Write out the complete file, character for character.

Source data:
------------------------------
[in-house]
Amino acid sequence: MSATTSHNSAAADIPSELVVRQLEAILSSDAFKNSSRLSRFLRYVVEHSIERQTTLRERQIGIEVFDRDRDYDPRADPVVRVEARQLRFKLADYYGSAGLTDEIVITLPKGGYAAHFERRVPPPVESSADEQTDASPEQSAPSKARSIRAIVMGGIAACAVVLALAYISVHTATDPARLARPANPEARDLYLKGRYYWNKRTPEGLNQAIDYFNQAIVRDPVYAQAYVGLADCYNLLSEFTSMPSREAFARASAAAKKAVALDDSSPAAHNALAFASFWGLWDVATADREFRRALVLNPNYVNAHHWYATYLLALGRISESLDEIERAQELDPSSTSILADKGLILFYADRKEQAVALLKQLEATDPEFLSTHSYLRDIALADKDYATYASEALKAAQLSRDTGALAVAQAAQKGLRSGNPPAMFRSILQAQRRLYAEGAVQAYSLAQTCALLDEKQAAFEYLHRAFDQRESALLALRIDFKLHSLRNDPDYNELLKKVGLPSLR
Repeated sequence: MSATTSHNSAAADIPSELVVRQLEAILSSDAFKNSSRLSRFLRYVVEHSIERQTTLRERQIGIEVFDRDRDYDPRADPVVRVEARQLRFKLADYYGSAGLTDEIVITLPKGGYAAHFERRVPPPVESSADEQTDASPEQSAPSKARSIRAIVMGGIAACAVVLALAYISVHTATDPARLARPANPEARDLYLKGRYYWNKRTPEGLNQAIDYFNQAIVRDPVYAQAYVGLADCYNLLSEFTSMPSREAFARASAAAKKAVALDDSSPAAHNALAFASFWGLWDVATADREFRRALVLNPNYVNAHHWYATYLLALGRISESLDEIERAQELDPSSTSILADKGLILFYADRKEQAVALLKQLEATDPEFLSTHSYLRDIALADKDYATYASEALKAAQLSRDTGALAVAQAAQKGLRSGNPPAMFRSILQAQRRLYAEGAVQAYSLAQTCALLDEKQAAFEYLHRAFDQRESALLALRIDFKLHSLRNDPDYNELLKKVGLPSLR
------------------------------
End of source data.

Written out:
[in-house]
Amino acid sequence: MSATTSHNSAAADIPSELVVRQLEAILSSDAFKNSSRLSRFLRYVVEHSIERQTTLRERQIGIEVFDRDRDYDPRADPVVRVEARQLRFKLADYYGSAGLTDEIVITLPKGGYAAHFERRVPPPVESSADEQTDASPEQSAPSKARSIRAIVMGGIAACAVVLALAYISVHTATDPARLARPANPEARDLYLKGRYYWNKRTPEGLNQAIDYFNQAIVRDPVYAQAYVGLADCYNLLSEFTSMPSREAFARASAAAKKAVALDDSSPAAHNALAFASFWGLWDVATADREFRRALVLNPNYVNAHHWYATYLLALGRISESLDEIERAQELDPSSTSILADKGLILFYADRKEQAVALLKQLEATDPEFLSTHSYLRDIALADKDYATYASEALKAAQLSRDTGALAVAQAAQKGLRSGNPPAMFRSILQAQRRLYAEGAVQAYSLAQTCALLDEKQAAFEYLHRAFDQRESALLALRIDFKLHSLRNDPDYNELLKKVGLPSLR
Repeated sequence: MSATTSHNSAAADIPSELVVRQLEAILSSDAFKNSSRLSRFLRYVVEHSIERQTTLRERQIGIEVFDRDRDYDPRADPVVRVEARQLRFKLADYYGSAGLTDEIVITLPKGGYAAHFERRVPPPVESSADEQTDASPEQSAPSKARSIRAIVMGGIAACAVVLALAYISVHTATDPARLARPANPEARDLYLKGRYYWNKRTPEGLNQAIDYFNQAIVRDPVYAQAYVGLADCYNLLSEFTSMPSREAFARASAAAKKAVALDDSSPAAHNALAFASFWGLWDVATADREFRRALVLNPNYVNAHHWYATYLLALGRISESLDEIERAQELDPSSTSILADKGLILFYADRKEQAVALLKQLEATDPEFLSTHSYLRDIALADKDYATYASEALKAAQLSRDTGALAVAQAAQKGLRSGNPPAMFRSILQAQRRLYAEGAVQAYSLAQTCALLDEKQAAFEYLHRAFDQRESALLALRIDFKLHSLRNDPDYNELLKKVGLPSLR